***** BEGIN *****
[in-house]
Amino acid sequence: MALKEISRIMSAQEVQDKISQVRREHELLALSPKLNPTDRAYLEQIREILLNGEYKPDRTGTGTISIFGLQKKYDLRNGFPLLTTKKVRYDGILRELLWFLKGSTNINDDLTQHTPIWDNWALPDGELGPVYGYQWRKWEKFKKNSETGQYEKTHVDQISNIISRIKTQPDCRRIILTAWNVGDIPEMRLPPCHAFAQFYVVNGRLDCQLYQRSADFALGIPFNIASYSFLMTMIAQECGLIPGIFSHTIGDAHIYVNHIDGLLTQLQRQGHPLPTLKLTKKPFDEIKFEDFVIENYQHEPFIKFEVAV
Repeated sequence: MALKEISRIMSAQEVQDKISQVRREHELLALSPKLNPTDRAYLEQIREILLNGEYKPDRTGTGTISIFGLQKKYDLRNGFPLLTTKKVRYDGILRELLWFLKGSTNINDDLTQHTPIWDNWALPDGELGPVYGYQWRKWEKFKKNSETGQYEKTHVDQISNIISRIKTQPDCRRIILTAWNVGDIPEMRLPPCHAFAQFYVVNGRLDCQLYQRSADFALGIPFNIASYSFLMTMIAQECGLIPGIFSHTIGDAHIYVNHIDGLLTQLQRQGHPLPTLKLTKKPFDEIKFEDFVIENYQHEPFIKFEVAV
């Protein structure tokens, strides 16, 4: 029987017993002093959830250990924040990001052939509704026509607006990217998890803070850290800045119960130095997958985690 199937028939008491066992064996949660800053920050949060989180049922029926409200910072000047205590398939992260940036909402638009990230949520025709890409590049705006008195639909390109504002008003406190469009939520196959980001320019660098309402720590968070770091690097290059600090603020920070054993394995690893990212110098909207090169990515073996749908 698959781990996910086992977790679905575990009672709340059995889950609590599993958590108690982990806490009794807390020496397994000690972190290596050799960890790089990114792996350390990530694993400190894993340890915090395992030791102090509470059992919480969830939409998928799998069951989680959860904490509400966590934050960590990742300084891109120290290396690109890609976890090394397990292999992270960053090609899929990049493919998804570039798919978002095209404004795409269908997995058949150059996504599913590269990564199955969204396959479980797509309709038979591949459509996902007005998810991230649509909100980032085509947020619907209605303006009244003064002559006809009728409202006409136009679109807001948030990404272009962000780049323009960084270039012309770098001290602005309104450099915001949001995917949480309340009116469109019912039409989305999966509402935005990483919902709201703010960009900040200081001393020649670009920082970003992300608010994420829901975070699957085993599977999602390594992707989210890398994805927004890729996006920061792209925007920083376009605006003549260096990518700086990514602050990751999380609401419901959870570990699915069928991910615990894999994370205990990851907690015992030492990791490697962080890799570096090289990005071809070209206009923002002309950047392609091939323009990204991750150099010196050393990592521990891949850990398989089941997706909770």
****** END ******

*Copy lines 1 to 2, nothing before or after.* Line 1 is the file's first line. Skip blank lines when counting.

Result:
[in-house]
Amino acid sequence: MALKEISRIMSAQEVQDKISQVRREHELLALSPKLNPTDRAYLEQIREILLNGEYKPDRTGTGTISIFGLQKKYDLRNGFPLLTTKKVRYDGILRELLWFLKGSTNINDDLTQHTPIWDNWALPDGELGPVYGYQWRKWEKFKKNSETGQYEKTHVDQISNIISRIKTQPDCRRIILTAWNVGDIPEMRLPPCHAFAQFYVVNGRLDCQLYQRSADFALGIPFNIASYSFLMTMIAQECGLIPGIFSHTIGDAHIYVNHIDGLLTQLQRQGHPLPTLKLTKKPFDEIKFEDFVIENYQHEPFIKFEVAV